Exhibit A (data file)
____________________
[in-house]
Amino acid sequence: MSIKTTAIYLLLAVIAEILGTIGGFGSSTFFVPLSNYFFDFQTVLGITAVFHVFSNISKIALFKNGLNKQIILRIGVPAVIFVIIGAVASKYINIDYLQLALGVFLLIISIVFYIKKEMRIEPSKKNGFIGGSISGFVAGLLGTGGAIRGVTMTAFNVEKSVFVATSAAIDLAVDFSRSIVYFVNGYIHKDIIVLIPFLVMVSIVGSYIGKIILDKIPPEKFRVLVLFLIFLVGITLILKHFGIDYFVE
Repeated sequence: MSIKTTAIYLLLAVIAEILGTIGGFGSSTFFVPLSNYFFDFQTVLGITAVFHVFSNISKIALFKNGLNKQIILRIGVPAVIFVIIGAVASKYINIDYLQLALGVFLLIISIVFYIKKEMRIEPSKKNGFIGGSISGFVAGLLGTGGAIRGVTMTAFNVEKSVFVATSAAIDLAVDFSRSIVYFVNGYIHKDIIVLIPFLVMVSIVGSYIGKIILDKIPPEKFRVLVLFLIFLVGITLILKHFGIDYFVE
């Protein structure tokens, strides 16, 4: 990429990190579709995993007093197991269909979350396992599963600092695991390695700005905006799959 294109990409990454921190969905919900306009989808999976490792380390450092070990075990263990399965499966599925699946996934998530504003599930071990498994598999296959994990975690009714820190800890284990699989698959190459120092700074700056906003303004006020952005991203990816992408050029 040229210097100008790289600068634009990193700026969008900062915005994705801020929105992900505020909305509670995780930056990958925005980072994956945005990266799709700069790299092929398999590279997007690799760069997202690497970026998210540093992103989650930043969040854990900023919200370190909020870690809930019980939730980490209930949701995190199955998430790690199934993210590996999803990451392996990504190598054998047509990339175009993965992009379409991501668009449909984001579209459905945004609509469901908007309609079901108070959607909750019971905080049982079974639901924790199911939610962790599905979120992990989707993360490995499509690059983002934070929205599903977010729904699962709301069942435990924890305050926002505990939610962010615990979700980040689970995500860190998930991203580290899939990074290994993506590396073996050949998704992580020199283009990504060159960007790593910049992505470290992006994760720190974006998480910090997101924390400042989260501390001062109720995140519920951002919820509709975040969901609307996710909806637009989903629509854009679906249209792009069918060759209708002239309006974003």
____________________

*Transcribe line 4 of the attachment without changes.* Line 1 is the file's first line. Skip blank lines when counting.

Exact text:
């Protein structure tokens, strides 16, 4: 990429990190579709995993007093197991269909979350396992599963600092695991390695700005905006799959 294109990409990454921190969905919900306009989808999976490792380390450092070990075990263990399965499966599925699946996934998530504003599930071990498994598999296959994990975690009714820190800890284990699989698959190459120092700074700056906003303004006020952005991203990816992408050029 040229210097100008790289600068634009990193700026969008900062915005994705801020929105992900505020909305509670995780930056990958925005980072994956945005990266799709700069790299092929398999590279997007690799760069997202690497970026998210540093992103989650930043969040854990900023919200370190909020870690809930019980939730980490209930949701995190199955998430790690199934993210590996999803990451392996990504190598054998047509990339175009993965992009379409991501668009449909984001579209459905945004609509469901908007309609079901108070959607909750019971905080049982079974639901924790199911939610962790599905979120992990989707993360490995499509690059983002934070929205599903977010729904699962709301069942435990924890305050926002505990939610962010615990979700980040689970995500860190998930991203580290899939990074290994993506590396073996050949998704992580020199283009990504060159960007790593910049992505470290992006994760720190974006998480910090997101924390400042989260501390001062109720995140519920951002919820509709975040969901609307996710909806637009989903629509854009679906249209792009069918060759209708002239309006974003």